Economists have raised their full-year growth forecasts for Singapore, a survey by the central bank showed on Wednesday, reflecting increased optimism about the outlook for the city-state.
According to the Monetary Authority of Singapore's (MAS) latest quarterly Survey of Professional Forecasters, analysts have raised Singapore's median growth forecast to 2.9 percent for 2013, up from a previous estimate of 2.3 percent.
Singapore's economy, heavily dependent on trade, manufacturing and financial services, grew 15.5 percent in the second quarter from the previous quarter, data released last month showed.
On an annual basis, the economy expanded 3.8 percent in the quarter, which was higher than the median forecast of 1.5 percent reported in the June survey, the MAS said. The median forecast for annual growth in the third quarter is 4.0 percent.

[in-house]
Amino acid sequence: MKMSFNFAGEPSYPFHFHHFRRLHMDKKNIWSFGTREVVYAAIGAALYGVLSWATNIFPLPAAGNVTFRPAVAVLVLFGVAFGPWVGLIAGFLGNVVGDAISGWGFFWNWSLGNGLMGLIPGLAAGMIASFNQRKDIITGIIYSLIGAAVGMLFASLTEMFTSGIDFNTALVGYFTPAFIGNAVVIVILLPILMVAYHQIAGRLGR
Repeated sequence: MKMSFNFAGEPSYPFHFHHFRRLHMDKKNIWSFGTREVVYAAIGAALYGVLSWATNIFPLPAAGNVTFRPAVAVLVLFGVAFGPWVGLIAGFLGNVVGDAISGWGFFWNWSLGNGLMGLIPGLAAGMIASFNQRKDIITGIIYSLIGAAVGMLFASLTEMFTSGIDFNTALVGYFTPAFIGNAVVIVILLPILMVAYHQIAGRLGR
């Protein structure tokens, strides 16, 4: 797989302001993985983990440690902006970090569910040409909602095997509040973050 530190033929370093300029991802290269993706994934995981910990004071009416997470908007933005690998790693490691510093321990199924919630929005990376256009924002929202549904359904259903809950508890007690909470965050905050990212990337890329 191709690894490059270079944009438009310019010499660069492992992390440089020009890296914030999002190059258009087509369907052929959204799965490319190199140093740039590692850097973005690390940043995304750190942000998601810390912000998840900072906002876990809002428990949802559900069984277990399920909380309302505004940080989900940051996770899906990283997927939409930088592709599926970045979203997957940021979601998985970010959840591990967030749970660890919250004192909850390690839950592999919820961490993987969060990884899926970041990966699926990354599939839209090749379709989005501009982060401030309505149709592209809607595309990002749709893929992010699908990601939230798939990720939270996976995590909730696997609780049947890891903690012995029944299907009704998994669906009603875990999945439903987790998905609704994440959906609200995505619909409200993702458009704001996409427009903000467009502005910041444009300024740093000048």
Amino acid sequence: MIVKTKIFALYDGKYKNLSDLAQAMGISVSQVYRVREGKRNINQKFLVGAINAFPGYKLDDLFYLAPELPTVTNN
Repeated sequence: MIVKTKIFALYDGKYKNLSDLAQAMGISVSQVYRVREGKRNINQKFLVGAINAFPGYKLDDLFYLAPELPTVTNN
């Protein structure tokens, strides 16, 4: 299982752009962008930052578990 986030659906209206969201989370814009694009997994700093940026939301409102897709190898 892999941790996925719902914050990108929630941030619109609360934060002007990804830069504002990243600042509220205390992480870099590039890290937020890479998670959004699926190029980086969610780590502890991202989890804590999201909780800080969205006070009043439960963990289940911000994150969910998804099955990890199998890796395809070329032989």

A robust economy is one reason why Singapore has held up relatively well despite turmoil in emerging markets and neighboring Asian countries such as Indonesia, which have taken a beating from expectations that U.S. monetary stimulus will be scaled back soon.
"The outlook is not looking that bad for an economy that got off to a soft start to the year," said CIMB Regional Economist Seng Wun Song. "But Singapore is not immune from the emerging market turmoil and if the currency woes of its neighbors continue, that could spill over into the Singapore economy."
Indonesia, Southeast Asia's biggest economy, saw its currency – the rupiah – weaken past 11,000 per U.S. dollar on Tuesday for the first time in more than four years.